But what about the countless number of people alongside the ponies, the men who work in gangs to push huge carts of supplies up the mountain, skinny and bow legged from malnutrition, missing teeth and with out shoes going up steep rocky paths. Or the women in bright sari's with basket of rocks on their head or hips who work all day laying down rocks on the road, usually with there newborn babies lying just meters away on the ground. The conditions and life expectancy not so much better from the ponies that we westerners judge them for treating so badly.

Suddenly who's right and wrong becomes less clear.

Emaciated animals turned loose to roam the streets with broken limbs and twisted bodies is heartbreaking, and you wonder how thousands of people walk by and turn a blind eye every day. But then you see beggars, even more twisted, barely recognizable as human, dirty children and old women who fare no better that live the same fate as the animals and that line of judgment gets even more blurry.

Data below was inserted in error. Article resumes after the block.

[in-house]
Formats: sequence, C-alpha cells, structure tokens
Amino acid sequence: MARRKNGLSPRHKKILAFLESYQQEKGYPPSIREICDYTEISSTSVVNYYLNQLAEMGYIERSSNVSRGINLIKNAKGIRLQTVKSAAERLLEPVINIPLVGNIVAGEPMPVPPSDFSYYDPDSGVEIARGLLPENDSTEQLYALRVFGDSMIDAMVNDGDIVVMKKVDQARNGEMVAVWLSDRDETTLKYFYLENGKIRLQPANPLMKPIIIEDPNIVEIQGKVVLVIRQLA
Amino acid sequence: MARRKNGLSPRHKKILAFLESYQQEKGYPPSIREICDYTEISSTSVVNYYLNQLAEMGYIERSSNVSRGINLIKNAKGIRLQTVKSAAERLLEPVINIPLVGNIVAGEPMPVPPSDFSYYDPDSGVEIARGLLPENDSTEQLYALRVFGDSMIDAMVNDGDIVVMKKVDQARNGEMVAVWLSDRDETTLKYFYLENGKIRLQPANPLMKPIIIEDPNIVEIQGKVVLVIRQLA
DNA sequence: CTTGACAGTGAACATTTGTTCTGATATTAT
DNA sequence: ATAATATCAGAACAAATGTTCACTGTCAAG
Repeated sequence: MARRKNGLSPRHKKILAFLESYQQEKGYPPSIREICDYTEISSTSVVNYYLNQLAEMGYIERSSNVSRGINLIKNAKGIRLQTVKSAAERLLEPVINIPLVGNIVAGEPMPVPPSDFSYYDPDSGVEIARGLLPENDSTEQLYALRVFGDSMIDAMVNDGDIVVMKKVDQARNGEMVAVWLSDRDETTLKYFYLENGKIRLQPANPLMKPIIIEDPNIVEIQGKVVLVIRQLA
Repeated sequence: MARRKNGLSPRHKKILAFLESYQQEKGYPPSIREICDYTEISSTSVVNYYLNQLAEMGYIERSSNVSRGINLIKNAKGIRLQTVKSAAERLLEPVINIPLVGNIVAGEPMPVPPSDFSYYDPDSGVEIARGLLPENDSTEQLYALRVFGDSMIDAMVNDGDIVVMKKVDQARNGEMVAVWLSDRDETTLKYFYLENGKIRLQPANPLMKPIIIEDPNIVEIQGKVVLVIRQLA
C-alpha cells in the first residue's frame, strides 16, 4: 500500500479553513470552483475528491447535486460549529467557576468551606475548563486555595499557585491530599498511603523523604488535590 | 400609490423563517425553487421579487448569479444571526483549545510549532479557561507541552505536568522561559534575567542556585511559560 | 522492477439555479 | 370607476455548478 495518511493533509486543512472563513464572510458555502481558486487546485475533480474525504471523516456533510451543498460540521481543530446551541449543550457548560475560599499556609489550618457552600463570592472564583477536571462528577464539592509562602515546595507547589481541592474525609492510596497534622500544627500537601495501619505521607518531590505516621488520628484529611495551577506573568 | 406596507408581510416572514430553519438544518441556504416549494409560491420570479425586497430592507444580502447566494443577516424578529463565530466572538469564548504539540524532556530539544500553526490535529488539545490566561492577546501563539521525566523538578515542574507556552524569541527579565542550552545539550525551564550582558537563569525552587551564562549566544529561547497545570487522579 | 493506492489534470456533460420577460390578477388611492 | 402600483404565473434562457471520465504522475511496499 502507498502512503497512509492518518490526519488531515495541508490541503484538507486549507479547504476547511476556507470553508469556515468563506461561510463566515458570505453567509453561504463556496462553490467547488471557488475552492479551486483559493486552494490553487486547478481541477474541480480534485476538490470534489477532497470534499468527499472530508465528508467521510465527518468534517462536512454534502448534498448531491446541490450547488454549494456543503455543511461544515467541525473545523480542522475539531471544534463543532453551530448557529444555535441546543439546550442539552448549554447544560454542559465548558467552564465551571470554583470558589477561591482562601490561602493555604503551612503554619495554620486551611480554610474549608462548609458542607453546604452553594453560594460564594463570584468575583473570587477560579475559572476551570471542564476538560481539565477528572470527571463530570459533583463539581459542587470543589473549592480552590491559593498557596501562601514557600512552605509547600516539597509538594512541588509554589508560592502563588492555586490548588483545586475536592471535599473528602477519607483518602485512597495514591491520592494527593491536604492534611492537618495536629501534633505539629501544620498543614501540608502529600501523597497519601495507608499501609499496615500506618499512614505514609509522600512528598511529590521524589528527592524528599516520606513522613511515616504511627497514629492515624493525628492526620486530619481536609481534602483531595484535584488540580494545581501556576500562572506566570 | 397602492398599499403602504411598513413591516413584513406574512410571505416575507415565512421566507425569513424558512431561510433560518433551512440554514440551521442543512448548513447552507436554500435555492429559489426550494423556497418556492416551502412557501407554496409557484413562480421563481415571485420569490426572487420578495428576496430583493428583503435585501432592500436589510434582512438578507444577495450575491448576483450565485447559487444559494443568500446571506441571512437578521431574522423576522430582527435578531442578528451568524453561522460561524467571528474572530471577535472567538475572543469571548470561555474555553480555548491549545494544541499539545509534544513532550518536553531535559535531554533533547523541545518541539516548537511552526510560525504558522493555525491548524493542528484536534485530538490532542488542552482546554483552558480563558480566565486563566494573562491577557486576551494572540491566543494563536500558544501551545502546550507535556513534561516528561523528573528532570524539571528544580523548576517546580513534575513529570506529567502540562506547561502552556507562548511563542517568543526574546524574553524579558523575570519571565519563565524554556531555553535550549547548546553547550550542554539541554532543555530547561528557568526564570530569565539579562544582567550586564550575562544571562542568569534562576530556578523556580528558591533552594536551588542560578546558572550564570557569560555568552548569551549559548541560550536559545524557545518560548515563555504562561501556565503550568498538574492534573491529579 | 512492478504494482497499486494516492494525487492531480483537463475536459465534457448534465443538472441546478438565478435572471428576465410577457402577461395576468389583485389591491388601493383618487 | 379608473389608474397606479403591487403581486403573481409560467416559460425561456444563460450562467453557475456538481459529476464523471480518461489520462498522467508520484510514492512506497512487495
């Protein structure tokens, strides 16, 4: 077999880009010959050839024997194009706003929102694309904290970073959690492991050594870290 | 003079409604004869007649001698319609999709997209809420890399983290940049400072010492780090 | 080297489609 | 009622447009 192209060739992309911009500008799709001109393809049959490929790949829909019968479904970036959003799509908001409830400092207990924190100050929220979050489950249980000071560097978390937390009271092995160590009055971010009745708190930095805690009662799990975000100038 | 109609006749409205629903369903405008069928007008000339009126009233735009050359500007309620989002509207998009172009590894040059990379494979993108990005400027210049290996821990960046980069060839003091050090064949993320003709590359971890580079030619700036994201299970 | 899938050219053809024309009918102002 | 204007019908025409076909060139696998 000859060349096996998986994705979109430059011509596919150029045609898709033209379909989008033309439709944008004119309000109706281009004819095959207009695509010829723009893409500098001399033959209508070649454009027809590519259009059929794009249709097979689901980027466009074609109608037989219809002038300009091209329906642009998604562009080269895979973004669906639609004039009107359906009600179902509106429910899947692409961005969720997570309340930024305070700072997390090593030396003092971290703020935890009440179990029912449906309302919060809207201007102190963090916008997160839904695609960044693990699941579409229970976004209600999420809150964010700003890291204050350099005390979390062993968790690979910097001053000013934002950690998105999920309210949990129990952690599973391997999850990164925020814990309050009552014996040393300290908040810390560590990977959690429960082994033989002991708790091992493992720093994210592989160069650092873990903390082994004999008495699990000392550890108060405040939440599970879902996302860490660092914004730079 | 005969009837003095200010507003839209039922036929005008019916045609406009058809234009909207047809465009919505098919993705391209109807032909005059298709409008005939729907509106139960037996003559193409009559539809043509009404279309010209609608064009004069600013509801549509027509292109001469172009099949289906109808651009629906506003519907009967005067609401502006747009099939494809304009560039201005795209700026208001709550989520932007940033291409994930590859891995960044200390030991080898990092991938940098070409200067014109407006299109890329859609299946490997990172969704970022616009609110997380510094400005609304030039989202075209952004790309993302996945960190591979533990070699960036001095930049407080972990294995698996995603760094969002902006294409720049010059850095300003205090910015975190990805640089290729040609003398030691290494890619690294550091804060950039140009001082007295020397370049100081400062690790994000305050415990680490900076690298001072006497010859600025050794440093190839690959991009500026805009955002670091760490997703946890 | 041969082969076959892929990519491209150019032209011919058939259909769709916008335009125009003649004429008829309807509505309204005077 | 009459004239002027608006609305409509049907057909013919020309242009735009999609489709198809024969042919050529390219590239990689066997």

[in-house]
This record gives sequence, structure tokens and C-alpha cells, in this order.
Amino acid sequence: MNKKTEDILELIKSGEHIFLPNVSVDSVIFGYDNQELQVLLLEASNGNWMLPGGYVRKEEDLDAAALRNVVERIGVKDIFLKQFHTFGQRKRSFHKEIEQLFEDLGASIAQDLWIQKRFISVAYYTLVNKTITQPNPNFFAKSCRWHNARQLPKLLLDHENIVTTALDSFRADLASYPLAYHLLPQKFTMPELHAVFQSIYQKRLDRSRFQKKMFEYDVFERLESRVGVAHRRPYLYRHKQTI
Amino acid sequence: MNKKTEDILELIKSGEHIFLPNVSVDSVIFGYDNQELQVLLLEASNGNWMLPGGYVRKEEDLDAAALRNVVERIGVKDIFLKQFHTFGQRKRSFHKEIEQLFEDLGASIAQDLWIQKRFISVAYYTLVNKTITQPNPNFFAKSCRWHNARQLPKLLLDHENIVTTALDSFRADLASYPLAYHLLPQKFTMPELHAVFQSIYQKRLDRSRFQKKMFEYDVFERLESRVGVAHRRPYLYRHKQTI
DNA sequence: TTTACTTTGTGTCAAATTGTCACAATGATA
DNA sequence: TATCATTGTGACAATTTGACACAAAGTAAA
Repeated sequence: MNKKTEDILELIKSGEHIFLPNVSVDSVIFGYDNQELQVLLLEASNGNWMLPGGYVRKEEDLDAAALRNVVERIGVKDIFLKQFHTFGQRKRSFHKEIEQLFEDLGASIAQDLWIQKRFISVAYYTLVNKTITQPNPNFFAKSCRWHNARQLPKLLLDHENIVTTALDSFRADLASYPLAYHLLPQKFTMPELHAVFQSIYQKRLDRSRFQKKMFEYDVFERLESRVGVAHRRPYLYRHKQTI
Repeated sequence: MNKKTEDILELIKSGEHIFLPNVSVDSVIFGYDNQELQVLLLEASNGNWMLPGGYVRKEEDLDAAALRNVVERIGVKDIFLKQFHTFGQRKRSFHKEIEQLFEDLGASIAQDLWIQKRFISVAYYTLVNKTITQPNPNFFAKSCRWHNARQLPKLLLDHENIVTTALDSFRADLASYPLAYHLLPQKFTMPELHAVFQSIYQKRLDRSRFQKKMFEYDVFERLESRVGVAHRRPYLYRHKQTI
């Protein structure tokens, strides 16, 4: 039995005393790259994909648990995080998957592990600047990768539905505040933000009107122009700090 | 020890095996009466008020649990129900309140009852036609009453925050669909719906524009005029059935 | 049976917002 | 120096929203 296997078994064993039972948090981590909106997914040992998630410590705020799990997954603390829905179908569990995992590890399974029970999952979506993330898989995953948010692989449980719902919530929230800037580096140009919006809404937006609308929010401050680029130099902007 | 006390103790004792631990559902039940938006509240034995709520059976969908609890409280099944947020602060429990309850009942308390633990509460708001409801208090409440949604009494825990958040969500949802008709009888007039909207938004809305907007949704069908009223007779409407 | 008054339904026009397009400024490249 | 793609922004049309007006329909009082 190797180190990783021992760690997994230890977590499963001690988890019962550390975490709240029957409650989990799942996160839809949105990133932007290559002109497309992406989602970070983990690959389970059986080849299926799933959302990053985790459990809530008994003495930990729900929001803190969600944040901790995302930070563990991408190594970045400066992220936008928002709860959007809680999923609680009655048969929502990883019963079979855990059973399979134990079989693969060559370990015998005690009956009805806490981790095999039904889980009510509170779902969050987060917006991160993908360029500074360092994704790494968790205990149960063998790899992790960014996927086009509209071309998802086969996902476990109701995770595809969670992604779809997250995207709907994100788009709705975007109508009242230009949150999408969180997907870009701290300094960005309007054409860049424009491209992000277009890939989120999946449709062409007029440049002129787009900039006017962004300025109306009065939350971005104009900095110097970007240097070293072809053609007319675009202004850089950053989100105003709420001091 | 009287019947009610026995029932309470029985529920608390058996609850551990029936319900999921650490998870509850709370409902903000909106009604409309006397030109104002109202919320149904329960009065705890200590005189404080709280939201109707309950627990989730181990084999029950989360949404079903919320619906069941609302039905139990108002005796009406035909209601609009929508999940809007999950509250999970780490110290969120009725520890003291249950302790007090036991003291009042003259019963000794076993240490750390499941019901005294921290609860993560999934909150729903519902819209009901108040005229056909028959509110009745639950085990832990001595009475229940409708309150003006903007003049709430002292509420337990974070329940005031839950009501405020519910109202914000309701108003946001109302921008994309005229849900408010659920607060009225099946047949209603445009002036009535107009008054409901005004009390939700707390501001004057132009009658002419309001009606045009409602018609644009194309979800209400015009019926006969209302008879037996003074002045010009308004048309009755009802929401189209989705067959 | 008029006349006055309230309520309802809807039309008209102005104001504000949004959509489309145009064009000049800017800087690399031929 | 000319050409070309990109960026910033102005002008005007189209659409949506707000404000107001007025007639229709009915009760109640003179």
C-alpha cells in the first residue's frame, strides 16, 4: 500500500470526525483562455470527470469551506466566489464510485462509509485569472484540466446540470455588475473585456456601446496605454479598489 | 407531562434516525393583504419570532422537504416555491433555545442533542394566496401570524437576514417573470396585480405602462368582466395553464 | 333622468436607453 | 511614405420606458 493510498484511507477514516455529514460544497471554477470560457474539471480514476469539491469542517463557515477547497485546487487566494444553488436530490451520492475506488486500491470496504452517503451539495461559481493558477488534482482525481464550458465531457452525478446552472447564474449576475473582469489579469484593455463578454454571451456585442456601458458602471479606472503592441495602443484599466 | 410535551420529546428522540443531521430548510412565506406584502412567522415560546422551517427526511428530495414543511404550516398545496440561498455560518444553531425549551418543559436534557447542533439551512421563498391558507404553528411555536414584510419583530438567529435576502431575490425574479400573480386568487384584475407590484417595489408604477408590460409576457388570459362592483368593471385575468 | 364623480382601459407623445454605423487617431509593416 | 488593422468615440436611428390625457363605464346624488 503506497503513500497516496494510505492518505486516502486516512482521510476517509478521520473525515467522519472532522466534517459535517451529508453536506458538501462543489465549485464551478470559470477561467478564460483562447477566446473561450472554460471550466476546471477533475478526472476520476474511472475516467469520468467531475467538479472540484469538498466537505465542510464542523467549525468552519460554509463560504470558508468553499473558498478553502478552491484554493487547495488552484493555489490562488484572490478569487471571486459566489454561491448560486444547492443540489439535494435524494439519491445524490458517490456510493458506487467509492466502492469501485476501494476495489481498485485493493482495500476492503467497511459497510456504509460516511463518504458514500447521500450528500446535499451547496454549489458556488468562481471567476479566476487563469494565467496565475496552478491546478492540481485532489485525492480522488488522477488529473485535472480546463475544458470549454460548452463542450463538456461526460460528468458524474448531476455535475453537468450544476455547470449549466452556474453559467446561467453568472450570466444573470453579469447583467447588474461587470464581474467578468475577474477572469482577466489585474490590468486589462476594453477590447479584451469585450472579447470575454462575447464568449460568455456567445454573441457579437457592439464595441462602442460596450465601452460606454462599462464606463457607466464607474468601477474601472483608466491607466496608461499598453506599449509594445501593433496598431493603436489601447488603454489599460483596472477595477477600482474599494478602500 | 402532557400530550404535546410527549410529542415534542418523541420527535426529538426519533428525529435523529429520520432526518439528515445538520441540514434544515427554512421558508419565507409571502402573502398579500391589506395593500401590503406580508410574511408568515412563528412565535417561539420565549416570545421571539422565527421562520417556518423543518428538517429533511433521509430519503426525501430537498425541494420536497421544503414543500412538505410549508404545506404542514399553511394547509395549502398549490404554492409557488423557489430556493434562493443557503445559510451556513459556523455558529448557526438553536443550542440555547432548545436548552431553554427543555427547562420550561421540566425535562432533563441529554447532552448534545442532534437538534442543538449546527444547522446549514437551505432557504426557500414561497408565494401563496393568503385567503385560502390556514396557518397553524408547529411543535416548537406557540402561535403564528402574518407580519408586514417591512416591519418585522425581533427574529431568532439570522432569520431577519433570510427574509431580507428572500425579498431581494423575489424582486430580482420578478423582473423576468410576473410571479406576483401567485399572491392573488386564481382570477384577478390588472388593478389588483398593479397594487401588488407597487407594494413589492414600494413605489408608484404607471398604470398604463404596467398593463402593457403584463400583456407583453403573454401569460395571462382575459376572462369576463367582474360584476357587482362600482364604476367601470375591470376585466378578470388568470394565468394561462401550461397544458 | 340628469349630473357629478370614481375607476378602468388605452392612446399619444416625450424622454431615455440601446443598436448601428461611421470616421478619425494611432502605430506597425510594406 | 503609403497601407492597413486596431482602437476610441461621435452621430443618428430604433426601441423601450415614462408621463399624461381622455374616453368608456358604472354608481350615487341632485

What about the mules who work all day carrying loads of bricks In the sun, until the weight of the cart creates huge open gaping pressure sores on their backs and still they work. But when the day is done they go back to their families home, which is just stacked bricks with a sheet of metal on top, and the mule is put into a stable that is the same size of the entire family home. That is to say one room with a roof. Beneath each towering brick chimney are courtyard settlements of the stacked brick rooms and from the outside you cannot tell which is mule stable and which is family home. Animal and man live in exactly the same conditions, neither works harder than the other, the mules fair better most of the time, at least they have a room to themselves. So are these people selfless to ensure the animal they rely on lives as good as they do, or selfish for working it until its raw and bleeding?